To send content items to your account,
please confirm that you agree to abide by our usage policies.
If this is the first time you use this feature, you will be asked to authorise Cambridge Core to connect with your account.
Find out more about sending content to .
To send content items to your Kindle, first ensure email@example.com
is added to your Approved Personal Document E-mail List under your Personal Document Settings
on the Manage Your Content and Devices page of your Amazon account. Then enter the ‘name’ part
of your Kindle email address below.
Find out more about sending to your Kindle.
Note you can select to send to either the @free.kindle.com or @kindle.com variations.
‘@free.kindle.com’ emails are free but can only be sent to your device when it is connected to wi-fi.
‘@kindle.com’ emails can be delivered even when you are not connected to wi-fi, but note that service fees apply.
Using multilevel models, we examined mother-, father-, and child-reported (N = 1,336 families) externalizing behavior problem trajectories from age 7 to 14 in nine countries (China, Colombia, Italy, Jordan, Kenya, the Philippines, Sweden, Thailand, and the United States). The intercept and slope of children's externalizing behavior trajectories varied both across individuals within culture and across cultures, and the variance was larger at the individual level than at the culture level. Mothers’ and children's endorsement of aggression as well as mothers’ authoritarian attitudes predicted higher age 8 intercepts of child externalizing behaviors. Furthermore, prediction from individual-level endorsement of aggression and authoritarian attitudes to more child externalizing behaviors was augmented by prediction from cultural-level endorsement of aggression and authoritarian attitudes, respectively. Cultures in which father-reported endorsement of aggression was higher and both mother- and father-reported authoritarian attitudes were higher also reported more child externalizing behavior problems at age 8. Among fathers, greater attributions regarding uncontrollable success in caregiving situations were associated with steeper declines in externalizing over time. Understanding cultural-level as well as individual-level correlates of children's externalizing behavior offers potential insights into prevention and intervention efforts that can be more effectively targeted at individual children and parents as well as targeted at changing cultural norms that increase the risk of children's and adolescents’ externalizing behavior.
The discovery of the first electromagnetic counterpart to a gravitational wave signal has generated follow-up observations by over 50 facilities world-wide, ushering in the new era of multi-messenger astronomy. In this paper, we present follow-up observations of the gravitational wave event GW170817 and its electromagnetic counterpart SSS17a/DLT17ck (IAU label AT2017gfo) by 14 Australian telescopes and partner observatories as part of Australian-based and Australian-led research programs. We report early- to late-time multi-wavelength observations, including optical imaging and spectroscopy, mid-infrared imaging, radio imaging, and searches for fast radio bursts. Our optical spectra reveal that the transient source emission cooled from approximately 6 400 K to 2 100 K over a 7-d period and produced no significant optical emission lines. The spectral profiles, cooling rate, and photometric light curves are consistent with the expected outburst and subsequent processes of a binary neutron star merger. Star formation in the host galaxy probably ceased at least a Gyr ago, although there is evidence for a galaxy merger. Binary pulsars with short (100 Myr) decay times are therefore unlikely progenitors, but pulsars like PSR B1534+12 with its 2.7 Gyr coalescence time could produce such a merger. The displacement (~2.2 kpc) of the binary star system from the centre of the main galaxy is not unusual for stars in the host galaxy or stars originating in the merging galaxy, and therefore any constraints on the kick velocity imparted to the progenitor are poor.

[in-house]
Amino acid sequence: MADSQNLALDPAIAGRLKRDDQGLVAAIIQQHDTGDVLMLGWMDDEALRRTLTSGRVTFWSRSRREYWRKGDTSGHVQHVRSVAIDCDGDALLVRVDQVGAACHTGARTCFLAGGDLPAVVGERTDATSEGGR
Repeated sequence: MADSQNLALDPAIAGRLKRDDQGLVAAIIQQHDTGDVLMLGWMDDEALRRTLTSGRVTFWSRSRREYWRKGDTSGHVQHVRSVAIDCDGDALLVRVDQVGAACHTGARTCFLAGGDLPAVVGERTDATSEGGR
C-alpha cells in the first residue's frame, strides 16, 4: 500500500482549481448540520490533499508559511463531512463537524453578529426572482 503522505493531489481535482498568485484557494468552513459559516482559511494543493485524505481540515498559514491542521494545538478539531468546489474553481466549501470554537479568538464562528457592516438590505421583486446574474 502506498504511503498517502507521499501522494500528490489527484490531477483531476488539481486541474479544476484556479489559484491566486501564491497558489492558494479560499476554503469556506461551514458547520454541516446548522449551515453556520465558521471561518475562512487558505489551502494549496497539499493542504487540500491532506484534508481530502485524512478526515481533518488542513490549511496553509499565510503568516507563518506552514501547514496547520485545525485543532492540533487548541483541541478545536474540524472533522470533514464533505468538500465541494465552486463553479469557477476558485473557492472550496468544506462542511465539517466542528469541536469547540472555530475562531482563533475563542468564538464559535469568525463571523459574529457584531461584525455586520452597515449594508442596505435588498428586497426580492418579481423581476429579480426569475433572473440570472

Using data from 1,177 families in eight countries (Colombia, Italy, Jordan, Kenya, the Philippines, Sweden, Thailand, and the United States), we tested a conceptual model of direct effects of childhood family adversity on subsequent externalizing behaviors as well as indirect effects through psychological mediators. When children were 9 years old, mothers and fathers reported on financial difficulties and their use of corporal punishment, and children reported perceptions of their parents’ rejection. When children were 10 years old, they completed a computerized battery of tasks assessing reward sensitivity and impulse control and responded to questions about hypothetical social provocations to assess their hostile attributions and proclivity for aggressive responding. When children were 12 years old, they reported on their externalizing behavior. Multigroup structural equation models revealed that across all eight countries, childhood family adversity had direct effects on externalizing behaviors 3 years later, and childhood family adversity had indirect effects on externalizing behavior through psychological mediators. The findings suggest ways in which family-level adversity poses risk for children's subsequent development of problems at psychological and behavioral levels, situated within diverse cultural contexts.